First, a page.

Letters to the Editor

What will golf be like in 10 years?

What might golf be like in 2024? With that in mind, let’s first discuss briefly the playability of American courses today. It’s my opinion, just two words describe them: “horrendously difficult.”

What also becomes very clear is that most of our courses today can be defined as one dimensional; that is, a feat of terror, requiring players to power the ball down yards of intimidating narrow and constricting corridors, hardened by penal rough, overpopulated sand bunkers and water hazards girding fairways and greens. All of this can smother one’s pre-game expectations of playing well and having 18 holes of fun diminished, and for many to even quit playing. In fact, the National Golf Foundation (NGF) recently reported that approximately 5 million players in the last decade quit for various reasons. Two of those were because courses are too difficult and too time consuming to play.

Further, one could say, because of the difficulty of playing American courses today the average handicapper is defeated even before teeing off. The theme for today’s world of golfdom designers and architects needs to be more in terms of practicality, shorter, less penal, faster, less time consuming, friendly and most importantly, fun to play.

So, with that in mind, here are 10 of my out-of-the box perceptions of what golf might be like in the year 2024:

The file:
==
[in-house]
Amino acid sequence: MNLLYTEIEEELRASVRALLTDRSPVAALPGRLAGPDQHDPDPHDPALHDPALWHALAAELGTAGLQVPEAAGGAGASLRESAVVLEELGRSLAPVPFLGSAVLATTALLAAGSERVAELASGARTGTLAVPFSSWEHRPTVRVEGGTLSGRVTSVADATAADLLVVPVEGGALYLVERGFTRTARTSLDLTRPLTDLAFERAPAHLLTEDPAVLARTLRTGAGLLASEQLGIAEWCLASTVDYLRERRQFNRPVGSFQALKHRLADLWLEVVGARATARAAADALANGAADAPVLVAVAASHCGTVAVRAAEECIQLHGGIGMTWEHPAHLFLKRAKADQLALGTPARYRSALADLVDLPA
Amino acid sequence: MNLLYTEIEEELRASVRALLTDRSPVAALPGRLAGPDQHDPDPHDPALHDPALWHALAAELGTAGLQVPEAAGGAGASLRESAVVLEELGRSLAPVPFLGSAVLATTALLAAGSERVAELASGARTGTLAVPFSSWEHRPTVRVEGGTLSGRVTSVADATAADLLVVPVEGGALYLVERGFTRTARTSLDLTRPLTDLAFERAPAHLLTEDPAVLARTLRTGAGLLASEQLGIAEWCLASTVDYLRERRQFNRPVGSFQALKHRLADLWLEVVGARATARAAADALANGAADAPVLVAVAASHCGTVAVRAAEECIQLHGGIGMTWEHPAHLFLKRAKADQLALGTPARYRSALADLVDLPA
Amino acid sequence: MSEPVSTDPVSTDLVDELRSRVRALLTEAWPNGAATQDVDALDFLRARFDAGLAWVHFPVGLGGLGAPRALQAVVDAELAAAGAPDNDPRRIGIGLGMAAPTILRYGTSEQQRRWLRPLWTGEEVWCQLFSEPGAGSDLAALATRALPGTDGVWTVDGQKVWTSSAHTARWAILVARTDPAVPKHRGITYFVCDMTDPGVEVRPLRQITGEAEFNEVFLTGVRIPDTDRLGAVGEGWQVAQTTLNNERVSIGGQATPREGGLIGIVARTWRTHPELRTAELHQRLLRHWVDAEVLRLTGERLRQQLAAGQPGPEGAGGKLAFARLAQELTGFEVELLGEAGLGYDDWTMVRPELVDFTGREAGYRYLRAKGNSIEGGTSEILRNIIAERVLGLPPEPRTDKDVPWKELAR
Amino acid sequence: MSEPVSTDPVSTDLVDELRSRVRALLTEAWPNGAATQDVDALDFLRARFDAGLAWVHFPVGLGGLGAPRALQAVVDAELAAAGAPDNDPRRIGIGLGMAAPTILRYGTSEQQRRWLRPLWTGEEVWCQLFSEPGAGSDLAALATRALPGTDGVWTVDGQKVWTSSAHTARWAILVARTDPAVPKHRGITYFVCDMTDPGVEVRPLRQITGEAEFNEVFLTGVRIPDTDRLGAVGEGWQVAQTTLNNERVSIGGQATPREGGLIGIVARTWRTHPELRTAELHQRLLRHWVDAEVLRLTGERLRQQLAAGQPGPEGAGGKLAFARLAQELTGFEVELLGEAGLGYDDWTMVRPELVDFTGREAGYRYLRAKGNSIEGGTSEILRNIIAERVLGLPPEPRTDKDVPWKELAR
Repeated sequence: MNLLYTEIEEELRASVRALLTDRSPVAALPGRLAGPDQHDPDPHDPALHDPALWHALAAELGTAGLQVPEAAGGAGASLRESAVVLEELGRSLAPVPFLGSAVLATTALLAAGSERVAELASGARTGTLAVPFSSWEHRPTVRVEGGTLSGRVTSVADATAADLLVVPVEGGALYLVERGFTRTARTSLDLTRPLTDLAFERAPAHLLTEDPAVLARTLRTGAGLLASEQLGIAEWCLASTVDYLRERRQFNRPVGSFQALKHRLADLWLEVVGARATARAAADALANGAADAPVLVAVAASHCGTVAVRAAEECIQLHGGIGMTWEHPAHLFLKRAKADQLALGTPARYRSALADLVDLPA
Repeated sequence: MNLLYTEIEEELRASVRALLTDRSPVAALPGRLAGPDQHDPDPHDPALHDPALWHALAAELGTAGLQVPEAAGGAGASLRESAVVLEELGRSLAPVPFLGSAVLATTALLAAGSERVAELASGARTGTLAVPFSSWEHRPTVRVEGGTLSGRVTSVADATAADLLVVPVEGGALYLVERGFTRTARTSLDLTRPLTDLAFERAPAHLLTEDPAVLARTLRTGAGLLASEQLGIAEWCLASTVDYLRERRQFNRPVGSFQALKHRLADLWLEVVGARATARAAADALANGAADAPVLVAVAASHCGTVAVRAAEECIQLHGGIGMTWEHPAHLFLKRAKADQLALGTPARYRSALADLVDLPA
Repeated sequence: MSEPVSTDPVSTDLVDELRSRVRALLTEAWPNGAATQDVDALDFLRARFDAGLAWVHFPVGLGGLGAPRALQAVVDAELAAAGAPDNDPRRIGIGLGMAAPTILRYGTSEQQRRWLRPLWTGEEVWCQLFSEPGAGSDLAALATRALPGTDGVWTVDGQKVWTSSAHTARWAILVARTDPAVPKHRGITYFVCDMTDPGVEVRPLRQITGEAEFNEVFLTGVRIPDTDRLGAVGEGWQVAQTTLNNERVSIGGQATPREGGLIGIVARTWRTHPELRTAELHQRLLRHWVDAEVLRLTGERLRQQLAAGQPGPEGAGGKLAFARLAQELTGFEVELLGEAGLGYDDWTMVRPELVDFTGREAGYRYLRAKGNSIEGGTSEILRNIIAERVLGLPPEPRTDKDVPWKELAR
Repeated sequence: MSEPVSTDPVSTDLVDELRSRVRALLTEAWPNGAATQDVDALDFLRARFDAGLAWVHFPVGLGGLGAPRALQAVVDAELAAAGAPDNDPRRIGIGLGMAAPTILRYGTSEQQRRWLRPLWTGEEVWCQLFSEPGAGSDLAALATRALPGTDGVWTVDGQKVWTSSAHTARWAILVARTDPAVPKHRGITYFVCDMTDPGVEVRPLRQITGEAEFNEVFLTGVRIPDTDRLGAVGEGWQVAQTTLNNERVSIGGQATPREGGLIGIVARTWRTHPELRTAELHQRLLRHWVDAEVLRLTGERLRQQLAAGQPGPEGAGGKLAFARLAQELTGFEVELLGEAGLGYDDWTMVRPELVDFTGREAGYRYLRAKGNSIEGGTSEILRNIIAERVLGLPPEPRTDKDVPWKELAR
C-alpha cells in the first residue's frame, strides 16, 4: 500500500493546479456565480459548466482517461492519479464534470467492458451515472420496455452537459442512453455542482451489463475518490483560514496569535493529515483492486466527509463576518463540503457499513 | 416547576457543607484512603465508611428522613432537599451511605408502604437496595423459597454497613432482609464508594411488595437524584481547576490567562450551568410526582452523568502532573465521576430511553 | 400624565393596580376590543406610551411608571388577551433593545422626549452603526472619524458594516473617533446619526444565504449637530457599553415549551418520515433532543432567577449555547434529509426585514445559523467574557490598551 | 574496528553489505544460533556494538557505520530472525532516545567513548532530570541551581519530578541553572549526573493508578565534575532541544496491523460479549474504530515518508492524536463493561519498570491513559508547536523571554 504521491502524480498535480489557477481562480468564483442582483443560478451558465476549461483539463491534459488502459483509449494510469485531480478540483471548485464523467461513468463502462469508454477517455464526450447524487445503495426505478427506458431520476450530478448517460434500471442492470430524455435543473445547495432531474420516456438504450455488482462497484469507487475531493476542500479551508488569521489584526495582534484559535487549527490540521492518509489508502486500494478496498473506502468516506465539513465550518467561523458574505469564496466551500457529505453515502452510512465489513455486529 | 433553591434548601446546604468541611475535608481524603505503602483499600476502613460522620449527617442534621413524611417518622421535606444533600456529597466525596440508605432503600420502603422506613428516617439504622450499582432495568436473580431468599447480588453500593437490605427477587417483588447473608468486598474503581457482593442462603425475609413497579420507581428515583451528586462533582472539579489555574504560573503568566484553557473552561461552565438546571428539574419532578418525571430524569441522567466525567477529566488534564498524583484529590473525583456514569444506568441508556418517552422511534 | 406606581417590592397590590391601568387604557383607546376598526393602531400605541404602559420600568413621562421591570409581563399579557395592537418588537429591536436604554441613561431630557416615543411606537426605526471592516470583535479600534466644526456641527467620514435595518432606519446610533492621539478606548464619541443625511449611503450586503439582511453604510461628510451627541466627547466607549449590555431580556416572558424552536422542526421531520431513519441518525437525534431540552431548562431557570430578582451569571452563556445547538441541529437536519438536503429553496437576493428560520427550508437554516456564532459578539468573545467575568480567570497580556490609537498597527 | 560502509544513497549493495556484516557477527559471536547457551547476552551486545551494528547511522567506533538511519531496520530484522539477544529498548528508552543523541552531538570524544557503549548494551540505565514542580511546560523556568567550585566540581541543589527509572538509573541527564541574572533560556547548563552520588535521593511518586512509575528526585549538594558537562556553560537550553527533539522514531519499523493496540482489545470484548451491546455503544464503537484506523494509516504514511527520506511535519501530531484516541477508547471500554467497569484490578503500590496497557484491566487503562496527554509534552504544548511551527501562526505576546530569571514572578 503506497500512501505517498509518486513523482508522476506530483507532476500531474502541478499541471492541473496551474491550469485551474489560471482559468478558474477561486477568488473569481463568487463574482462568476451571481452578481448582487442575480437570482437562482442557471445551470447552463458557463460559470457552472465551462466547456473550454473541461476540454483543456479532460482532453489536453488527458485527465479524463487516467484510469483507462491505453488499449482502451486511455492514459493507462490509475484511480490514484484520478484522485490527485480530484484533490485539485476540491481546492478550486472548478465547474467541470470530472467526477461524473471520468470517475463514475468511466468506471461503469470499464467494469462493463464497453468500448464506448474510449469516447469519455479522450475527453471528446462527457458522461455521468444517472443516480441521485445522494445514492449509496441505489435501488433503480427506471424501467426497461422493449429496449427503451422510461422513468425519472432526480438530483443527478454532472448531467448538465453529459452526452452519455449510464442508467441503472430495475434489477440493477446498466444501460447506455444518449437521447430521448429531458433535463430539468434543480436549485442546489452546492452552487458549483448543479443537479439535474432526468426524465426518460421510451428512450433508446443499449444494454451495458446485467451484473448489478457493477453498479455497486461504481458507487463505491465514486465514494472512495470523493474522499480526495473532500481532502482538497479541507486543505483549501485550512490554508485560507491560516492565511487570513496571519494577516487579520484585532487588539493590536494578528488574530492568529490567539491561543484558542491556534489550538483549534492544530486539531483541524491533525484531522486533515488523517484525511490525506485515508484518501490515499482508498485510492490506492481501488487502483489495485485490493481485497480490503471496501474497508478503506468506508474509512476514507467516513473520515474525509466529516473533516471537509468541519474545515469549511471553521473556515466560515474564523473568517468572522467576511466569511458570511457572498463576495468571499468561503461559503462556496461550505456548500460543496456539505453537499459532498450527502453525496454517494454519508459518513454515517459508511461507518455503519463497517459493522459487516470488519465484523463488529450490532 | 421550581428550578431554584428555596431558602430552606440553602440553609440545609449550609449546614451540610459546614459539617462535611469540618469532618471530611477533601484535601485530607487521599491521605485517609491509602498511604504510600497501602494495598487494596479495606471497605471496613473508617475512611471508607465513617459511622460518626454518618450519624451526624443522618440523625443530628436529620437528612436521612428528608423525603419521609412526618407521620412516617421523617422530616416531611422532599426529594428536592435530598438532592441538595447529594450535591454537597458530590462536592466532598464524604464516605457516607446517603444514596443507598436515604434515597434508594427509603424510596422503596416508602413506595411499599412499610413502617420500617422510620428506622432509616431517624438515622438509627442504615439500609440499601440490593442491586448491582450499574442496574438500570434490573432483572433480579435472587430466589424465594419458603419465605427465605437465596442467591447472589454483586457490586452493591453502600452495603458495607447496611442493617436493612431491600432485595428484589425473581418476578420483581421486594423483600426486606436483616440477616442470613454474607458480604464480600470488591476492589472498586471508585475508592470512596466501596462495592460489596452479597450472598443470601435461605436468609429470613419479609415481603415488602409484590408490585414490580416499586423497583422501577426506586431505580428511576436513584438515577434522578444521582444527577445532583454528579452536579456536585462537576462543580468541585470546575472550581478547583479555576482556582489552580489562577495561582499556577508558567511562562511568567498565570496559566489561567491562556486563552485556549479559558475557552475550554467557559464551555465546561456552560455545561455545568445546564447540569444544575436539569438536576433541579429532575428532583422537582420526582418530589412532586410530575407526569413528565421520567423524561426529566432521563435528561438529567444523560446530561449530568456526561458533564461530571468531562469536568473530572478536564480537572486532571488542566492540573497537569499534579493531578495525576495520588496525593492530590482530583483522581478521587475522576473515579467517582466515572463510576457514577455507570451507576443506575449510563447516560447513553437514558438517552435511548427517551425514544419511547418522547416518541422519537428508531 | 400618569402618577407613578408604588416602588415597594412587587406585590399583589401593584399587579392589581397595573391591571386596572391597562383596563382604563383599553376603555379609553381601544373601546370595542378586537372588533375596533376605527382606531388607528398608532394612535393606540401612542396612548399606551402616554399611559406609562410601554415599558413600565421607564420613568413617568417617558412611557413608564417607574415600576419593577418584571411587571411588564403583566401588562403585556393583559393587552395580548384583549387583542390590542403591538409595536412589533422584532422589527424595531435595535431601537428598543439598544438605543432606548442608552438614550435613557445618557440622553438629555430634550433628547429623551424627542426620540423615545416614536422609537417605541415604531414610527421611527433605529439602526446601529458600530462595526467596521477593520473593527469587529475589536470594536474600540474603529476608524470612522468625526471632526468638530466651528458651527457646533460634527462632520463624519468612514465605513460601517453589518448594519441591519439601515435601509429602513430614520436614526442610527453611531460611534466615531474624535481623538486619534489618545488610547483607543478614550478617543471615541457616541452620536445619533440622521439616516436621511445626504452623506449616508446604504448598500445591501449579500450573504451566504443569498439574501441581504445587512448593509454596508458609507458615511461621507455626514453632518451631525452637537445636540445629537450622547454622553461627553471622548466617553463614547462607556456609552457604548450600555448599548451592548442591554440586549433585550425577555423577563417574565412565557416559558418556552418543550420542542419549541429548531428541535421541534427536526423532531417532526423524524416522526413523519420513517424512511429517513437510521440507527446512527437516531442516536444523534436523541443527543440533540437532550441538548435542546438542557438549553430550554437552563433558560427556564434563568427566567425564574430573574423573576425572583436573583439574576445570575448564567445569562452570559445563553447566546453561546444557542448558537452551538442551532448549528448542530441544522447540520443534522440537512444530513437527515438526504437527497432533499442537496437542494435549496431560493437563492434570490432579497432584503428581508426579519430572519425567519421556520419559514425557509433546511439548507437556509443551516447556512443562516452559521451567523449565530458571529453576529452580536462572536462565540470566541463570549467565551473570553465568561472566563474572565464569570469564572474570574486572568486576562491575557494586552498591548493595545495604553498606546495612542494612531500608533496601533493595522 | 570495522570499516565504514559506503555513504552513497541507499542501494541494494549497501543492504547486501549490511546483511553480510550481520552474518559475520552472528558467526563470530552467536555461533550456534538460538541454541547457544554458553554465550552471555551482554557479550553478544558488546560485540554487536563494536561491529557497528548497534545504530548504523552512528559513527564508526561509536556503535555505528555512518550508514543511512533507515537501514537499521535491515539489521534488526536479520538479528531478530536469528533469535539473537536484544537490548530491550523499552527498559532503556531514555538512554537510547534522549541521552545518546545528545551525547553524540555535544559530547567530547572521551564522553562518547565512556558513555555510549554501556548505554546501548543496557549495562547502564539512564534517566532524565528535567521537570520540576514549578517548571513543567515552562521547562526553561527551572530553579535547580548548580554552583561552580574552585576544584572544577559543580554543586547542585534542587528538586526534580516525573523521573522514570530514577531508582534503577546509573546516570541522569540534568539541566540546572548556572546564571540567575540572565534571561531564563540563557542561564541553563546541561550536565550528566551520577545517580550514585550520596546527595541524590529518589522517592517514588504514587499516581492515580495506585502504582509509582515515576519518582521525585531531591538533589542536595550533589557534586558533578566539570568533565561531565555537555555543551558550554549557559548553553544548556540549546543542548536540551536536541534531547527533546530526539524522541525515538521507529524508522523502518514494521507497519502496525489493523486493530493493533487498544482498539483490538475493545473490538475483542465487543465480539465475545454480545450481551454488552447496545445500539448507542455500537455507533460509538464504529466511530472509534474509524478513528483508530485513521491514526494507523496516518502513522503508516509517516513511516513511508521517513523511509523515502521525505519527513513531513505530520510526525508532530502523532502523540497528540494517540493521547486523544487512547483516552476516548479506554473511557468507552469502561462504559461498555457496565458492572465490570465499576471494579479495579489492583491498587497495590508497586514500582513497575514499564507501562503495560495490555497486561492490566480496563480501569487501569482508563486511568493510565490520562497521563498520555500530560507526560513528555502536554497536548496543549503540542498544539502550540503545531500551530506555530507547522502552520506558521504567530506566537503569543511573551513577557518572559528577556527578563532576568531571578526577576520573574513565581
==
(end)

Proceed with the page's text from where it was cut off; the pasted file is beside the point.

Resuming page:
1. Course design trends will be reset away from diabolically long and difficult. Instead, they will be simplified for friendly playability and fun to play.

2. There will be no tee boxes situated requiring 200 yard drives over water hazards, environmental hazards, or wasteland before the ball touches down safely onto fairway.

3. There will be forward gold tee markers for those 65 years of age and older, set approximately 10 yards ahead of the red tees. Tee markers will not be named by gender. Instead they will be called blue tees (championship), white (regular), red (women), and gold (65 and older).

4. Ten (10) minute tee-time intervals will be standard, which will significantly help to assure that the ugly head of slow play doesn’t rear itself.

5. Courses will have a more clean look, thereby promoting efficacious player anticipation to play.

6. We will witness the passing of a USGA — R & A rule, which will maximize a ball distance roll-back of 10 yards. They will also establish more effective restrictions to protect the game from the over zealous modern equipment technology of today, which is pushing the very limits of the LJSGA rules by manufacturing companies.

7. On the PGA professional golf scene, there will be an accelerated growth of global winning among international players, quickly surpassing years of traditional American supremacy.

8. We will see significantly more accessible greens for run-up shot selections from various distances, and angles Scottish style on the ground.

9. And for the game’s “time crunchers” delight, there will be more executive style par 3 courses. Holes will vary from 50 yards to challenging 200 yard holes. And many 18-hole courses will be converted into par 3 layouts.

10. Myrtle Beach, city-owned and operated Whispering Pines Golf Course will be sold to Chinese developers, who convert it into an upscale Executive par 3, 18-hole course.

My final thought: There’s no doubt in my mind whatsoever that golf will continue nationally as one of our most popular recreational leisure time individual sports to play. However, we will also witness other course closings due to supply and demand.

The writer lives in Myrtle Beach.